Though I am dealing with worry, doubt, and anxiety, I find good news and great comfort in some of the words Moses spoke to Joshua as he was becoming Israel’s new leader in Deuteronomy 31:8: “Do not be afraid or discouraged, for the Lord will personally go ahead of you. He will be with you; he will neither fail you nor abandon you.” God will go before me. God will be with me. God will never fail me. God will never abandon me. This is good news.

So while that may not make all of the worry, doubt, and anxiety go away, it does center me. It reminds me of who I am and whose I am. It reminds me of my mission/vision statement as a Jesus follower.

As a pastor, I shared the same closing prayer every Sunday for all of my ministry, and today I was reminded of that prayer and the vital role it played in the mission vision of my ministry and for me as a follower of Jesus. The prayer I shared at the end of ever service was this: Encounter God in all that you do, Walk out life in the power of the Holy Spirit, and Represent Jesus in a way that positively impacts your school, workplace, and community.

Remembering who I am and whose I am makes this prayer possible. Because God goes before me, is with me, and will never fail me or abandon me, I am able to Encounter God is everything I do. From my morning routine to driving to work to being in the classroom, God is there. Remembering who I am and whose I am makes walking in the power of the Holy Spirit possible. Because of the power of the Holy Spirit, I can walk in joy, peace, love, gentleness, patience, faithfulness, goodness, kindness, and self-control. Remembering who I am and whose I am makes it possible for me to represent Jesus in a way that positively impacts those around me. Jesus uplifted the marginalized and outcasted. In a public school, I’ll have ample opportunity to uplift the marginalized and outcasted.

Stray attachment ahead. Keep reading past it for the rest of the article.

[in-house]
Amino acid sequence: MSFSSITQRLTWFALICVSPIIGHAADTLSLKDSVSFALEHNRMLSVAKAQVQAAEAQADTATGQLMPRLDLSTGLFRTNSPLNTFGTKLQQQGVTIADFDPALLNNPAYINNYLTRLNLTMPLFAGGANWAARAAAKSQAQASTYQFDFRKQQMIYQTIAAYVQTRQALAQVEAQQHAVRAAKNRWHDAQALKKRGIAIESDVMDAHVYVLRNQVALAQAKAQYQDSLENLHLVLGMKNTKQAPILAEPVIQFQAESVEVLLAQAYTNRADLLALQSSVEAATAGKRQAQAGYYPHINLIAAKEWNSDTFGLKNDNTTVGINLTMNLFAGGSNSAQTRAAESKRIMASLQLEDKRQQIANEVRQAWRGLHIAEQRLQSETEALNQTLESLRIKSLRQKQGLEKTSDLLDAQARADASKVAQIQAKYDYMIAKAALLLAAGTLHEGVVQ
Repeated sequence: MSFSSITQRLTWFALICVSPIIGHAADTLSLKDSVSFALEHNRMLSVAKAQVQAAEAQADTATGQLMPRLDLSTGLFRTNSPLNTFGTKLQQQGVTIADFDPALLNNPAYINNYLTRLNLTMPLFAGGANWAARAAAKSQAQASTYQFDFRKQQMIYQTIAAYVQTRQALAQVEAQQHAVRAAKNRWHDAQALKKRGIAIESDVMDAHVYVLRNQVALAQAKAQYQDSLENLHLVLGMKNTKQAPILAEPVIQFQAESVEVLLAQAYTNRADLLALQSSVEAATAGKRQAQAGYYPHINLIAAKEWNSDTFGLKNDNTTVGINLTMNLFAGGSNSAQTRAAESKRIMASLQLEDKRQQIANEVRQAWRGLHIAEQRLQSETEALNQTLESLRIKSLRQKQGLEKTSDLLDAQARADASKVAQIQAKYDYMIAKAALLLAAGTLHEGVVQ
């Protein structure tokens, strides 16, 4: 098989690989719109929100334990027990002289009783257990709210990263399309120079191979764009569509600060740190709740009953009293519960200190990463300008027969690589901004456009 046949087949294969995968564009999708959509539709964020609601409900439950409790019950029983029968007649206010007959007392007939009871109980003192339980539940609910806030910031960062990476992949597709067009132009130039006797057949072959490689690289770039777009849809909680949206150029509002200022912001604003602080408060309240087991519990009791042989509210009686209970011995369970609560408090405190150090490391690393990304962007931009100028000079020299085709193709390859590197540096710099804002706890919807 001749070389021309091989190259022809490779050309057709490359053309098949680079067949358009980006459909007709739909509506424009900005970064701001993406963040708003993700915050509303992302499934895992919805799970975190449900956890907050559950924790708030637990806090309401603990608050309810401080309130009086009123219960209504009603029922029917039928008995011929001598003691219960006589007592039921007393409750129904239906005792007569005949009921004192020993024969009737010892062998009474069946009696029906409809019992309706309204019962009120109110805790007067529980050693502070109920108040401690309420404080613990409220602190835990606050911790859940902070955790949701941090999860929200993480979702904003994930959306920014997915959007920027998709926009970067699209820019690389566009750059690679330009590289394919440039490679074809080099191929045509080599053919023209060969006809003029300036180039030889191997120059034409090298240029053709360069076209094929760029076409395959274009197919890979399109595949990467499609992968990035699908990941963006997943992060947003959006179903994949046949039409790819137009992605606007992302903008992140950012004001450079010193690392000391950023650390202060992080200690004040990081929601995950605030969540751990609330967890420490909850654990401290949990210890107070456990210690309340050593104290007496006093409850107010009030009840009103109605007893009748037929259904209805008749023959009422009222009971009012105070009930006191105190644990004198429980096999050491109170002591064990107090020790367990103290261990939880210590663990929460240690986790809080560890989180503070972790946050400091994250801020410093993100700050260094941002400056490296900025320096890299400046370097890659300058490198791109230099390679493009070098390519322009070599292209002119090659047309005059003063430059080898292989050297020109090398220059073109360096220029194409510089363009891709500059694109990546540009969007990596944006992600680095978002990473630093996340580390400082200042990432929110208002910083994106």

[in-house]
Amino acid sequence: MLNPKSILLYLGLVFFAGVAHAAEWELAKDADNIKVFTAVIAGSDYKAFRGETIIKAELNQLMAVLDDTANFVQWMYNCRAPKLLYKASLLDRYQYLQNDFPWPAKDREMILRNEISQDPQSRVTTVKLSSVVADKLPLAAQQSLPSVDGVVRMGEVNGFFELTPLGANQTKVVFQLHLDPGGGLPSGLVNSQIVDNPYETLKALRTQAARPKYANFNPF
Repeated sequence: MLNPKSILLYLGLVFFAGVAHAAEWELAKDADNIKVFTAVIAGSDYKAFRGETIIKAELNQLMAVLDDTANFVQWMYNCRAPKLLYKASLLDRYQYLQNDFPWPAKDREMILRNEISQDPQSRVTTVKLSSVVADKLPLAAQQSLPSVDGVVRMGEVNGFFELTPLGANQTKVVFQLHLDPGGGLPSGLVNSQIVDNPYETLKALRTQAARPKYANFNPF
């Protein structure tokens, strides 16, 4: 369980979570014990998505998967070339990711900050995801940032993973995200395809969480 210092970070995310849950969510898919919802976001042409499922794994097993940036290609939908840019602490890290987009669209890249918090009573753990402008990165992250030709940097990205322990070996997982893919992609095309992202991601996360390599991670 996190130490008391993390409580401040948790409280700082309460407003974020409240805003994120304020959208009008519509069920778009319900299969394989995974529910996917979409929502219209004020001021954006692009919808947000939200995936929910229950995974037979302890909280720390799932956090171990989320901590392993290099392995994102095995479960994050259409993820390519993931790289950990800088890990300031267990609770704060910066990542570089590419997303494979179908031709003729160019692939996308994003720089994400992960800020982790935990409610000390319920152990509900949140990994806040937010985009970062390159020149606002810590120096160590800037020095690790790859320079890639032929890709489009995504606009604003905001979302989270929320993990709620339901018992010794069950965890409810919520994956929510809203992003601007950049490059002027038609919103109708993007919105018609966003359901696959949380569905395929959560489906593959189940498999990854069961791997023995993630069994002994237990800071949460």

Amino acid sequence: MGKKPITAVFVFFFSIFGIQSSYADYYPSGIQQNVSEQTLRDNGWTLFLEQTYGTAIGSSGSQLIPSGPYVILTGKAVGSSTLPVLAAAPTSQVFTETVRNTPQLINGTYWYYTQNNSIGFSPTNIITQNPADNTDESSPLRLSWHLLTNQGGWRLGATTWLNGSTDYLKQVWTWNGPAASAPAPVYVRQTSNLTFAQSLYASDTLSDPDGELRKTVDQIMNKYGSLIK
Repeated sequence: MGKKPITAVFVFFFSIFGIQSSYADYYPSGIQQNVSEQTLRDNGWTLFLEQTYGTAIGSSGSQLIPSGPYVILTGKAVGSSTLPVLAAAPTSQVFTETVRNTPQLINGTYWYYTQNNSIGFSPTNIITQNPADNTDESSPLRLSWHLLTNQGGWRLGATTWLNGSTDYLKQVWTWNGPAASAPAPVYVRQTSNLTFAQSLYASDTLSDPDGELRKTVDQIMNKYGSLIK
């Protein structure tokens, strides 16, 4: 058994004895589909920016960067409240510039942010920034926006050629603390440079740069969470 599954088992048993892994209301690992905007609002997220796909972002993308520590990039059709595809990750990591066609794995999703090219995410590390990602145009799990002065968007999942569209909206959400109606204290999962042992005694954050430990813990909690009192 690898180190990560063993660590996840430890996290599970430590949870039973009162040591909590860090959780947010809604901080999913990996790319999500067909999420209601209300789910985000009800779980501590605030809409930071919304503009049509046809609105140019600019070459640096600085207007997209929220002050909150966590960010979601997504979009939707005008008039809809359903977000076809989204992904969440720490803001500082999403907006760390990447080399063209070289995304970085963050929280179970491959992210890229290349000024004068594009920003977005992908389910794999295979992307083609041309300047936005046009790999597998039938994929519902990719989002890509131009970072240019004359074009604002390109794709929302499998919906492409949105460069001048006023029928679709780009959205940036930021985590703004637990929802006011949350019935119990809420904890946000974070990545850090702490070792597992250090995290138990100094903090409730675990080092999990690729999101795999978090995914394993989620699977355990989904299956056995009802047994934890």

Worry, doubt, and anxiety don’t make me a bad Christian, it makes me human; and scripture reminds us through our weakness God is made strong. So, I am excited about this new adventure. Sure, doubt, worry, and anxiety are still very present, but God is with me and I am with God.

“We can’t change the world unless we change ourselves” -Biggie Smalls

  • Are you starting something new? How are you feeling?
  • What did you learn from your last new start?
  • Words hurt. What words are you carrying with you now? What are you doing to heal?
  • Even in the midst of worry, anxiety and doubt God is still with you and you are still loved. Don’t you ever forget that.

-a rap dad

Follow me on Facebook: St. Martin’s Coogi Sweater

And on Twitter: @StMartinTweets